PolitiFact

Did more than 3 million young adults get health coverage from parents' plans?

 

PolitiFact Florida

 The statement: “More than 3 million young adults . . have gained insurance under [the Affordable Care Act] by staying on their family’s plan.”

— Barack Obama, April 1, in a public address.

The ruling: Obama’s estimate may be quite high, but his point that the law’s mandate has increased coverage in that age range is correct.

We rate this claim: Half True.

Politifact Florida is a partnership between The Tampa Bay Times and The Miami Herald to check out truth in politics


PolitiFact

President Barack Obama claimed success for the Affordable Care Act after 7 million people had enrolled in coverage on the marketplaces by the March 31 deadline.

“Despite several lost weeks out of the gate because of problems with the website, 7.1 million Americans have now signed up for private insurance plans through these marketplaces,” he said in an April 1 address from the Rose Garden. “7.1 million, that’s on top of the more than 3 million young adults who have gained insurance under this law by staying on their family’s plan.”

Since Sept. 23, 2010, young adults have been able to stay on their families’ private insurance plans until they turn 26. PolitiFact wanted to find out whether 3 million people, a number some have disputed, have really benefited from that change.

The White House pointed us to the U.S. Department of Health & Human Services June 2012 report for the source of Obama’s number.

Between September 2010 and December 2011, the percentage of 19- to 25-year-olds on their families’ insurance increased from 64.4 percent to 74.8 percent, according to the National Health Interview Survey. HHS then took that increase of 10.4 percentage points and multiplied it by the number of people in that age group, which, according to Census data, was 29.7 million in 2010, to arrive at almost 3.1 million newly insured people.

Their estimate is two years old and has not been updated, though they say they it will be going forward.

The administration’s calculation is not the only method you could use to evaluate the impact of the law’s increased coverage for young adults. Forbes magazine opinion editor Avik Roy, a former Mitt Romney advisor and Obamacare critic, took down the 3.1 million figure and estimated that the true number is more like 930,000.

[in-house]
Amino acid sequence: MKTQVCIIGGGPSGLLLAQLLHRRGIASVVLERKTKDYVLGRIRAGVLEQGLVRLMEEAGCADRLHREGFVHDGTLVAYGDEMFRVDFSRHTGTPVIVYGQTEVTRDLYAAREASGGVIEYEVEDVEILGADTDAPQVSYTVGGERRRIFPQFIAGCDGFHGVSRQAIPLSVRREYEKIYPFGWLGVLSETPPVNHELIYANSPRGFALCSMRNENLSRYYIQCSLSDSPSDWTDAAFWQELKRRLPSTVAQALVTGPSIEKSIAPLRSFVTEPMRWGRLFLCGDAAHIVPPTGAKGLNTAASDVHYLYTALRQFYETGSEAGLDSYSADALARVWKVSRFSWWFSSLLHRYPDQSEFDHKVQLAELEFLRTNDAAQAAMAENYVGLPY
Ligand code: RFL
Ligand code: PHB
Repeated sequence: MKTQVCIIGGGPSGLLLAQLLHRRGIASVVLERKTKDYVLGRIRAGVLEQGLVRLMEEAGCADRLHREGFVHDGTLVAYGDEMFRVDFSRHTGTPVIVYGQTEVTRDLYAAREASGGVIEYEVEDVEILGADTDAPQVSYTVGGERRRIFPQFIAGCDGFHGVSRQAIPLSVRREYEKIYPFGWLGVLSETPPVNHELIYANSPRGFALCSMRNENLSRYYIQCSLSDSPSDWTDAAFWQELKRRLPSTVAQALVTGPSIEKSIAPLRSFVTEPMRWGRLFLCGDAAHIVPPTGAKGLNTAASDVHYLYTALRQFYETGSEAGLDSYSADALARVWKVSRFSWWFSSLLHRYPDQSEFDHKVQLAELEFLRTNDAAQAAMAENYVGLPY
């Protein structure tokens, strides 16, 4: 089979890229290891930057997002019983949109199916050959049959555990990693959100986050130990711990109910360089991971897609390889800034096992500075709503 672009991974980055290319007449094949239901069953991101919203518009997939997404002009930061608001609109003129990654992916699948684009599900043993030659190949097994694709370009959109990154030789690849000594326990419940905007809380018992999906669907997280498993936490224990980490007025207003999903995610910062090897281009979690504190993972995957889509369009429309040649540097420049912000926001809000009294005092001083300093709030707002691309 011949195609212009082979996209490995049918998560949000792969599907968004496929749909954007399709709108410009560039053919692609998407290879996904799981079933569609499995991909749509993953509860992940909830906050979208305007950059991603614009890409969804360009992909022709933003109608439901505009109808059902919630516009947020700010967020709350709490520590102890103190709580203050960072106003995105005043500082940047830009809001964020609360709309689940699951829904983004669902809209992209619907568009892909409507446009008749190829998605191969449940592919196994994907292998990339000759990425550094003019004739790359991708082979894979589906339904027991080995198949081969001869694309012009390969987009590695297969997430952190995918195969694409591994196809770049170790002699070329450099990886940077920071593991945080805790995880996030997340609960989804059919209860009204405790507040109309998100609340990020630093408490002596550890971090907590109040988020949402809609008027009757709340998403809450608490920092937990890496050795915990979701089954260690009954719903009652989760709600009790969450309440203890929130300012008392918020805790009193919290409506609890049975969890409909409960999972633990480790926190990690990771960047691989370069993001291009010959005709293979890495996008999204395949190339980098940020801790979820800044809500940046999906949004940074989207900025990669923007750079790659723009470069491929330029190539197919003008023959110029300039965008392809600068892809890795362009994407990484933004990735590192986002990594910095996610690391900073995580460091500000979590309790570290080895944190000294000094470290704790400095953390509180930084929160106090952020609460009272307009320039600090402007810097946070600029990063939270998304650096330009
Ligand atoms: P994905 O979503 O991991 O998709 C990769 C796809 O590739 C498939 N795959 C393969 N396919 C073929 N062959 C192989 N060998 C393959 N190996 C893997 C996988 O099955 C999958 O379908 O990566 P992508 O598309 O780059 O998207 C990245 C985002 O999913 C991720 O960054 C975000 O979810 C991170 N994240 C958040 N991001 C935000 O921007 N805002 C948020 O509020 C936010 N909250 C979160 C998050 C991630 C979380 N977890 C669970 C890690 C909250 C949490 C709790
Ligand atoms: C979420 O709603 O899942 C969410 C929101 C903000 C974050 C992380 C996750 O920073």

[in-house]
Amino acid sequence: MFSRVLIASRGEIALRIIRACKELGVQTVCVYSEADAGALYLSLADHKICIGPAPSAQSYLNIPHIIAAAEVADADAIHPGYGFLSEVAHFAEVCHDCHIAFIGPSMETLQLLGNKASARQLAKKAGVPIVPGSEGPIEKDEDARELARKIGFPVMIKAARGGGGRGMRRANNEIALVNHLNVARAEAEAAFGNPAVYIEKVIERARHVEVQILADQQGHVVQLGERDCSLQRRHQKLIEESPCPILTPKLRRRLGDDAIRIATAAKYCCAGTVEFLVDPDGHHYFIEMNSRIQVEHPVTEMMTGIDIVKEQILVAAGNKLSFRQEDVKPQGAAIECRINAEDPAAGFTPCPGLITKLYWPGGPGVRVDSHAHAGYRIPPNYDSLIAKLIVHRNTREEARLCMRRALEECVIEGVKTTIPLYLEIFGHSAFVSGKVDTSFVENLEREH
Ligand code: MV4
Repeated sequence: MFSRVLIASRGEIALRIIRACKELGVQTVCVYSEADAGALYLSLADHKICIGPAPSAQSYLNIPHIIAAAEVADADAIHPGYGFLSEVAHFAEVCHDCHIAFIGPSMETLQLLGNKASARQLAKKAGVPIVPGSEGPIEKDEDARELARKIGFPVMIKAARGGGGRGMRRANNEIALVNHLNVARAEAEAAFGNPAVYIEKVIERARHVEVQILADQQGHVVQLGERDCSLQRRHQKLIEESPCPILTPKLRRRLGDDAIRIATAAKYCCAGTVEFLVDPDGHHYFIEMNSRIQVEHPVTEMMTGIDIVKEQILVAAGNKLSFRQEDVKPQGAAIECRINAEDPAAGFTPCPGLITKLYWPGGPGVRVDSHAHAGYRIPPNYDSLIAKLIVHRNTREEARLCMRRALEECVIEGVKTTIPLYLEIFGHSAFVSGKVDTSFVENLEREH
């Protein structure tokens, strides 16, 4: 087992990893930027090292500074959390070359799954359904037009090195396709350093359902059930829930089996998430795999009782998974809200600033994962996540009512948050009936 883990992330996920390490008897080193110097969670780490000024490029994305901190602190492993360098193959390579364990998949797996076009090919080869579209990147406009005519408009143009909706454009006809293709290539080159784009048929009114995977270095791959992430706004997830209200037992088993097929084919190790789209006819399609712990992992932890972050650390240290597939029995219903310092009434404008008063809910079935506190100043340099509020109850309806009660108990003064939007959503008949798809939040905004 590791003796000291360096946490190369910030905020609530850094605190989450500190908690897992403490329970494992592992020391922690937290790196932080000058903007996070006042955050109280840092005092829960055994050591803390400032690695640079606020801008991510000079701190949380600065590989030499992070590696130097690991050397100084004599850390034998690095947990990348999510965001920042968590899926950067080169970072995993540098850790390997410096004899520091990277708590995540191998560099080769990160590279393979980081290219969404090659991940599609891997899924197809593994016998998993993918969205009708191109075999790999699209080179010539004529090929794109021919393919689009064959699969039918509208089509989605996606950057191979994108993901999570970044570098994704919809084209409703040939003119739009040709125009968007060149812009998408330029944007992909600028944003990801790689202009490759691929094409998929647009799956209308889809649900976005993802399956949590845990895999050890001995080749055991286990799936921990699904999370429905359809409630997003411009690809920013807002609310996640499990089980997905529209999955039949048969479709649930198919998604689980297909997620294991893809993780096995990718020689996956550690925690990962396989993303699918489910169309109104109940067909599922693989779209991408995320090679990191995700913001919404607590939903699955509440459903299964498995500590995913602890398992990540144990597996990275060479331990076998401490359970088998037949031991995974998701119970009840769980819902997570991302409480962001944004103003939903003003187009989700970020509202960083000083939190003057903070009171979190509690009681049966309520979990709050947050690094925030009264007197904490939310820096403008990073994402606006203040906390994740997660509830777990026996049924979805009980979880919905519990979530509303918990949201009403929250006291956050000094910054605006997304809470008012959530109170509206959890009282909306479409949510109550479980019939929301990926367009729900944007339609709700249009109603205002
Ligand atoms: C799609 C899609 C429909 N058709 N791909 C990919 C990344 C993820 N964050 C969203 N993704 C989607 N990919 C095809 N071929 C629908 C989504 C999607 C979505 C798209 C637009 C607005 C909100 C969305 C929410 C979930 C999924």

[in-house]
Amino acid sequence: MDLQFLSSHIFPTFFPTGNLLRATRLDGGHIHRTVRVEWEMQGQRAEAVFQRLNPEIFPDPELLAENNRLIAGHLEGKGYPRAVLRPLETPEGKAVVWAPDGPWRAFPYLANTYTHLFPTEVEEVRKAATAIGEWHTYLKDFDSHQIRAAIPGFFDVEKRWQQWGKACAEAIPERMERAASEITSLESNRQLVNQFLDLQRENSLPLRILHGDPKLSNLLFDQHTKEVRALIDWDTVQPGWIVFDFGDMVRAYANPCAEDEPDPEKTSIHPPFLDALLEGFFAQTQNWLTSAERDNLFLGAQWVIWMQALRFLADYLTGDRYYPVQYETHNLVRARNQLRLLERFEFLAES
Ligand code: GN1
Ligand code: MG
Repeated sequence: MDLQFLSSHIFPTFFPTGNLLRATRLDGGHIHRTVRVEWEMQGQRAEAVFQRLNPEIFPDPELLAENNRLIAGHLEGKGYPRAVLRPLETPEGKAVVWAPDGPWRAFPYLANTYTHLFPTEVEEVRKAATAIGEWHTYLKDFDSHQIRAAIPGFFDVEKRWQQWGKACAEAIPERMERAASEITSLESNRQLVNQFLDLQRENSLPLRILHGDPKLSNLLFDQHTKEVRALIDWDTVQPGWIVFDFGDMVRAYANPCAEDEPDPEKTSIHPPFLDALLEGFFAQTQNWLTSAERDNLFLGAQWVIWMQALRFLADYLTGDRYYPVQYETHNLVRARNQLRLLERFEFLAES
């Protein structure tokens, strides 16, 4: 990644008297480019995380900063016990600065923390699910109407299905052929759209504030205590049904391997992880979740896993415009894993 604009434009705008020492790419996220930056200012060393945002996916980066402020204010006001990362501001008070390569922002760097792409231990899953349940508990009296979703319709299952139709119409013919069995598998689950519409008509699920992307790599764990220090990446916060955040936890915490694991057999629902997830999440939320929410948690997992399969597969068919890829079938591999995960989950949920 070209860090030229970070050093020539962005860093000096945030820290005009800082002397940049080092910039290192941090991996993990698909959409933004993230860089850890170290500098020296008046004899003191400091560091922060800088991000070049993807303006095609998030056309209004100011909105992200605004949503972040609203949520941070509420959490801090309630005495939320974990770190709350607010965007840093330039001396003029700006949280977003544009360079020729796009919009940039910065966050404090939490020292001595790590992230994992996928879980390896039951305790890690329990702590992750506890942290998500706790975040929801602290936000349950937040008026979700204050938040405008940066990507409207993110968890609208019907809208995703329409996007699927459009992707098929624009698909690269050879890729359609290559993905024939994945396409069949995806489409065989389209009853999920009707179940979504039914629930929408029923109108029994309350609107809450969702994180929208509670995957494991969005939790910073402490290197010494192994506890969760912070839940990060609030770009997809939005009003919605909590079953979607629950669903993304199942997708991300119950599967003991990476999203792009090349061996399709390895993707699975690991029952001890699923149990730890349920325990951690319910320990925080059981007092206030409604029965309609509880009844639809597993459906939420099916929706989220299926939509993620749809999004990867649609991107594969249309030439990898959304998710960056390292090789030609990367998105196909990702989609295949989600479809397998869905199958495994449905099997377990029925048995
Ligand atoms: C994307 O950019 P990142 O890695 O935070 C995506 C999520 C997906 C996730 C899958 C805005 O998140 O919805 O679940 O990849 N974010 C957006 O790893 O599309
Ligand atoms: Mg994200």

Factors that affect the estimate include the starting point for counting uninsured young adults, and whether that is pre-recession; the data set used for counting uninsured young adults; and the year the estimate was last updated.

Others have questioned Obama’s estimate as well. Our fact-checking colleague Glenn Kessler at the Washington Post published his own estimate of 2.2 million people, after using updated National Health Interview Surveys and also averaging 2010 figures instead of cherry-picking the third quarter, the year’s low point for uninsured young adults.

Timothy Jost, a Washington and Lee University healthcare law professor who supports the law, said more than 3 million might be a high estimate, but that Roy’s is too low. He acknowledged that there are a number of ways to arrive at the estimate, but his best guess was 2.5 million.

Everyone agreed that the number of young adults covered increased as a result of the law — but there’s no telling by exactly how much.

Our ruling

Obama said more than 3 million adults aged 19 to 25 got health coverage as a result of an Affordable Care Act mandate that allows those individuals to remain on their families’ private plans.

There is no way to get an exact figure, and estimates range from less than 1 million to 3.1 million. Obama’s estimate may be quite high, but his point that the law’s mandate has increased coverage in that age range is correct.

We rate his claim Half True.

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